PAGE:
Two posts really resonated with me today. First from ACRLog, a post by Steven Bell, The Academic Library Is Certainly No Place For Fun
Are there days at your academic library when it appears that a war is going to erupt between the students who just want solitude and quiet and those who want to do…well, whatever they feel like doing? And what they feel like doing just might be socializing (probably loudly), playing cards, using computers to watch a soccer match or anything else that disrupts the work of those who seek peace and quiet. And of course, since the students are totally incapable of policing this themselves and cooperating to create a workable environment for both groups, guess who gets to be the referee to help make sure everyone plays nice. Are you having fun yet? This is by no means a new issue, but with the proliferation of cell phones and multimedia digital entertainment - along with a growing societal trend toward a public lack of sensitivity to and respect for others’ needs for privacy and quiet - the severity the issue has rapidly escalated.
With a line that made me laugh out loud:
But I don’t doubt that some of our aggrieved patrons would like nothing better than to see little old Mr. Librarian pull out a big baseball bat to deal out some corporal punishment to a bunch of chatterbox undergrads.
Ok, so my own Schwarzeneggeresque fantasies are probably a little less extreme (and probably include a hockey stick rather than a baseball bat), but I certainly sympathise. As I've written before, I place a high value on our mission to give students what they can't find anywhere else on campus -- quiet. My library is quite a small space, mostly all on one floor, so it can be a challenge to keep noise levels to a dull roar. And finding the right balance between letting people work together at the computers and keeping it low enough so that noise doesn't overwhelm other parts of the library is tough. But I think that students generally appreciate our efforts and 99% of the ones who we ask to lower their voices are very understanding.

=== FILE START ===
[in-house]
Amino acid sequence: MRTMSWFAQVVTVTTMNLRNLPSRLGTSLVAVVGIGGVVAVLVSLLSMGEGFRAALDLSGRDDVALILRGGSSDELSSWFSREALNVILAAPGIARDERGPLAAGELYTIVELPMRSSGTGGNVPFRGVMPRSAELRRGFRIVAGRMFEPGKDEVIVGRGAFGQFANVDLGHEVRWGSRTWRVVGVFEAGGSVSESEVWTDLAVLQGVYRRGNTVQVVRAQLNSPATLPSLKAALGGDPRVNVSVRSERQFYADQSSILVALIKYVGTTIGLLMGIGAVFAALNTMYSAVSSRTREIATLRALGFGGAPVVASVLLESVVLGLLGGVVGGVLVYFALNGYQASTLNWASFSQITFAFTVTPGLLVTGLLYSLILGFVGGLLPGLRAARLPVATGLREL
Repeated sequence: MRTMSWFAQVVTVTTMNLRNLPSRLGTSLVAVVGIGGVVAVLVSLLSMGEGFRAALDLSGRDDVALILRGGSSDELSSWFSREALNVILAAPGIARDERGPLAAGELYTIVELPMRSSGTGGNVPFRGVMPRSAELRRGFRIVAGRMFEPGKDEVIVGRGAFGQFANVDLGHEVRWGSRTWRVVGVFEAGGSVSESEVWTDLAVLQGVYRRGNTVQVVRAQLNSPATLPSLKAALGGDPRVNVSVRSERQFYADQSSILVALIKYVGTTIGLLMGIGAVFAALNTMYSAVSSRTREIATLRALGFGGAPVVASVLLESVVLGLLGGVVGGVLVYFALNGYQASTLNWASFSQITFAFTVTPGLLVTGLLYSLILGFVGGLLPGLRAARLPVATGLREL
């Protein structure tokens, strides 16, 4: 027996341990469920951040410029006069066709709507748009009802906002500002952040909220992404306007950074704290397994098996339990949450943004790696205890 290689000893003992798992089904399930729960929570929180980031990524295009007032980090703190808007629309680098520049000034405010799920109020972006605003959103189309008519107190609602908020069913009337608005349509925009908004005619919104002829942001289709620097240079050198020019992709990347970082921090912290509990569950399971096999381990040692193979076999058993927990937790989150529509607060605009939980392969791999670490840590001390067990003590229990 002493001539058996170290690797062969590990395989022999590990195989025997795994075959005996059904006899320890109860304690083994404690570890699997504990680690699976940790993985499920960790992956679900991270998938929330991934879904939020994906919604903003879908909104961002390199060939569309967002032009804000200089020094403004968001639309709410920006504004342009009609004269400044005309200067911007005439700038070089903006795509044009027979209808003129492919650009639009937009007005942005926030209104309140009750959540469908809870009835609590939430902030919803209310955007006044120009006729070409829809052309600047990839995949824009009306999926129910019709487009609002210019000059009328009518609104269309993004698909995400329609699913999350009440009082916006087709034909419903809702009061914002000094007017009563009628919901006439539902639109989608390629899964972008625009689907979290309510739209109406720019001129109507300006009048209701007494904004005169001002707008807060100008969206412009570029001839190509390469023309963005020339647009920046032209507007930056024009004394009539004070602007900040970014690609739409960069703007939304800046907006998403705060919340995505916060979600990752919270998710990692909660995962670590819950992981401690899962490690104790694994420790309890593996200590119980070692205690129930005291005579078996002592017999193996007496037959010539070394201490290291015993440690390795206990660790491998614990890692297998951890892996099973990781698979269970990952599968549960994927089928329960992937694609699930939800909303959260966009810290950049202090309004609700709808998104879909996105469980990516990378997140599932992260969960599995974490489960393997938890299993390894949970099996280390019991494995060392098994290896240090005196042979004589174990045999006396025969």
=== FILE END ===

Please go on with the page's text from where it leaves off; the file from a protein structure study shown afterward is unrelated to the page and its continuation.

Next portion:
Oddly, just today I had a strange occurance while I was on the desk: 3 cell phone pacers at once, all wandering the open areas of the library, speaking loudly and a bit oblivuously. All were more than happy to wander away from the quieter parts of the library. What is it about cell phones that cause us to pace back and forth while we talk in a louder than normal voice?
The other article is via Lisnews, Are Computers in Libraries on the Wane? My first response is, "Are you kidding? We could put in 5 times as many and still practically have lineups!" but I think that there are a few good points:
“I thought that since students are online so much that they always wanted to be near a computer,” one of the librarians said. “But it turns out that part of the reason they’re coming to the library is to unplug, is to actually have some time where they can concentrate on their work. So we wanted to make sure we had lots of big spaces, where they can study, and can be quiet, and can concentrate.”
The librarians also said students favored big tables, lots of natural light, and quiet study spaces.
Exactly. If someone gave me a few million dollars and the rest of my building, what would I do? First of all, wired and wireless access everywhere, lots of natural light (which we luckily already have). Group study rooms would be a priority. But also more informal, noisy collaborative space around the computer workstation pods and other tables. In other areas I would want to have quieter spaces where the distaction level is low but not zero; this space would have a variety of remixable soft seating and tables. Finally, a certain number of silent study areas where the only sound you should here is the quiet click of keyboards; this space would probably only have carels and bigger, heavier soft seating. Building function space, common areas, reference programs and instructional spaces in such a facility would be fun and challenging. Ah, to dream.